9. Sugar Ray Leonard (36-1) – Leonard finished 36-3-1 fighting at welterweight, but moving up to take fights at middleweight, super middleweight, and light heavyweight. His impressive list of opponents include Mayweather Sr., Duran (2 times), Benitez, Hearns (2 times), and Marvin Hagler.

10. Prince Naseem Hamed (35-0) – Hamed lost a tough fight to Barrera, took a year off, came back with a win, and retired at 36-1. Hamed also possessed extraordinary speed and ability to dodge punches. He was usually able to outpoint his opponents in a flashy manner. Prince Naseem still received a Hall of Fame induction despite retiring at 28 with hand problems and a lack of desire for training.11. Julio Cesar Chavez Sr. (89-0) – Chavez Sr. retired with a record of 107-6-2. He fought plenty of top competition throughout his career and the 89 fight win streak speaks for itself.

12. Mike Tyson (37-0) – Tyson was must see TV. He had a solid blend of power, athleticism, strength, and intimidation. Mike suffered a tough loss to Buster Douglas in a fight that featured Douglas rising from the canvas to beat the count. Tyson finished with a record of 50-6-0-2 NC.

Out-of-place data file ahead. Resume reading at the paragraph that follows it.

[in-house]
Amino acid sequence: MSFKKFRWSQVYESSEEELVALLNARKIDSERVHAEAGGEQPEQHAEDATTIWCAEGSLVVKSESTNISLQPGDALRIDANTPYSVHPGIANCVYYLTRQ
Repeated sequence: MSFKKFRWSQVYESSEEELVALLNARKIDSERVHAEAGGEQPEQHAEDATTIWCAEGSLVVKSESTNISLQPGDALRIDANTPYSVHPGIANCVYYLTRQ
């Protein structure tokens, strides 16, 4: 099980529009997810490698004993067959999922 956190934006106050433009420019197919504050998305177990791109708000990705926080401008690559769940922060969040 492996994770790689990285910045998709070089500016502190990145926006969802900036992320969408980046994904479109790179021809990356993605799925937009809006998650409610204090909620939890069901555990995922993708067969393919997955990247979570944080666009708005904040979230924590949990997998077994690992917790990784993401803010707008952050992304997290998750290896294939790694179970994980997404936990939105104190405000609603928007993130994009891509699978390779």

13. George Foreman (40-0) – Coming off a win vs Ken Norton, George put his undefeated record on the line vs Muhammad Ali. He also fought Joe Frazier and went on to rack up a record of 76-5.

14. Gene Tunney (40-0-1) – Gene could stand and trade, but was a skilled counter puncher who was able to outthink his opposition. Gene retired with a record of 65-1-1-1 NC. Tunney beat Jack Dempsey twice.

15. Eder Jofre (47-0-3) – His final record was 72-2-4 and he was a dominant fighter.

Now I know I missed other all-time greats, but for the sake of the “Floyd is undefeated” argument, I wanted to show that other fighters amassed similar records while some went on to fight more fights than Floyd. What is wrong with saying Floyd Mayweather is an all-time great and one of the best to ever do it? Saying that does not take anything away from his wonderful career. TBE is thrown around without delving into the true history of the sport and realizing many other fighters could also claim TBE. I am a huge Manny Pacquiao fan and I recognize him as an all-time great (he’s not undefeated and did not have a big undefeated streak, so I could not include him on this list). I can understand the argument of Floyd being better than Manny because of what went down in the ring when they fought. The same logic applies to saying Muhammad Ali is better than George Foreman. At least those points are based on some evidence unlike than the cloudy TBE statement.